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F.C. Delori, D.G. Goger, C.N. Keilhauer; Near–Infrared Autofluorescence of the Fundus . Invest. Ophthalmol. Vis. Sci. 2006;47(13):3314.
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Near–infrared autofluorescence (AF) confocal imaging (Exc.: 787 nm) has shown that the fovea exhibits higher AF than the perifovea and that the contrast of the higher–AF foveal area decreases with age (Keilhauer 2005). To investigate the nature of the fluorophore responsible for the infrared AF, we studied the spatial distribution and age–relationship of near–infrared AF of the fundus, and compared its characteristics with those of lipofuscin AF.
Near–infrared AF, AF[Exc.: 730 nm], and lipofuscin AF, AF[Exc.: 550 nm], were measured in 19 subjects with normal retinal status (ages: 23–65; 17 Caucasian and 2 Black subjects). Measurements were made using our fundus fluorometer at the fovea (F) and at 7deg. nasal to the fovea (7N) with a sampling field of 3deg. in diameter.
The emission spectrum of AF exhibited no distinct maximum and decreased continuously from 780 to 900 nm. Mean AF was 48±15 times less efficient than AF. The ratio of AF at F to that at 7N decreased with age (p=0.002) confirming results obtained by imaging, and was 1.13±0.15 on average (p=0.002). For AF, this ratio was 0.66±0.13 (p<0.0001) and was age independent. Mean AF in Blacks was higher than in Caucasians, both at F and at 7N (p=0.003), but there were no significant differences with iris color among Caucasians. Near–infrared AF increased with age at 7N (p=0.02) and less markedly so at the fovea (p=0.09). Lipofuscin AF increased substantially with age at both sites (p<0.0002). After accounting for the age variations, we found no significant correlation between AF and AF.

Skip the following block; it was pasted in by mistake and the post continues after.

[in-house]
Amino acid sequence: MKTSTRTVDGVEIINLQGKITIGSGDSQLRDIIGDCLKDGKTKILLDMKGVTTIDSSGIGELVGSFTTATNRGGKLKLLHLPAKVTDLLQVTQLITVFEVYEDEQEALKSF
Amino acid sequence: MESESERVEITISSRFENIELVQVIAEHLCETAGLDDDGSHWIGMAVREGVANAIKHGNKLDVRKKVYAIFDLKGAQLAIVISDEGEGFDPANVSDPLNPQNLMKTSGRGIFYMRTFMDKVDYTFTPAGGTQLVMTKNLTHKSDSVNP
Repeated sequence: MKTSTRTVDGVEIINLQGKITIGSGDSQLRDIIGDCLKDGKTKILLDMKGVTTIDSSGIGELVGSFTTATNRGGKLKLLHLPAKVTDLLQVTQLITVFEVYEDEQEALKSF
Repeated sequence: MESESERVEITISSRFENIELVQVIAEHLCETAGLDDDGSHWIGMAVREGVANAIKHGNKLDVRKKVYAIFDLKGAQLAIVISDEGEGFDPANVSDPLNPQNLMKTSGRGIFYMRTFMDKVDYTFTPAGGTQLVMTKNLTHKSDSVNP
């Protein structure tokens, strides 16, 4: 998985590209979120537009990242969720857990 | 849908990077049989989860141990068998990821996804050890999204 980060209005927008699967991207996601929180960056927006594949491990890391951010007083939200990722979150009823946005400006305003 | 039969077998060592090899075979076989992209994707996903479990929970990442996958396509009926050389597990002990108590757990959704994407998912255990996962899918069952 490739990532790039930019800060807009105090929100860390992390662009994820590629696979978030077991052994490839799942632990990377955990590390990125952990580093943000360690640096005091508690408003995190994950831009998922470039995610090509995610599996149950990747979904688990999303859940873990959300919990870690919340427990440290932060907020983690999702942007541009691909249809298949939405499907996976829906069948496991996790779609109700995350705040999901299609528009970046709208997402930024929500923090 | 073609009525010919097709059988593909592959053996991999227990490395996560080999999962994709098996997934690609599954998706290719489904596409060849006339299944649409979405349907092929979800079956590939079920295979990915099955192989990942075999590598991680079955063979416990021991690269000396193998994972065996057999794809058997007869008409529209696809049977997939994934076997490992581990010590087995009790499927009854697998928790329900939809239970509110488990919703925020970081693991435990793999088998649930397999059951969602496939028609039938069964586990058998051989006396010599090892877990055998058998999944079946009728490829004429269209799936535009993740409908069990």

Together with observations made by AF–imaging, our results are consistent with RPE and choroidal melanin contributing substantially to infrared autofluorescence. The higher AF obtained at the fovea may result from the higher concentration of melanin in the RPE, whereas the pigmentation dependence indicates a choroidal contribution. The age–related increase of AF appears to confirm, in–vivo, the increase in fluorescence of RPE melanosomes detected ex–vivo (Boulton 1990; Docchio 1991) and the increase in quantum efficiency of melanin after (photo–) oxidation (Kayatz 2001; Sarna 2003). The slower increase of foveal AF may reflect protection from short wavelengths light by the macular pigment. The ability to measure melanin, in addition to lipofuscin, may contribute to a better understanding of the aging RPE.
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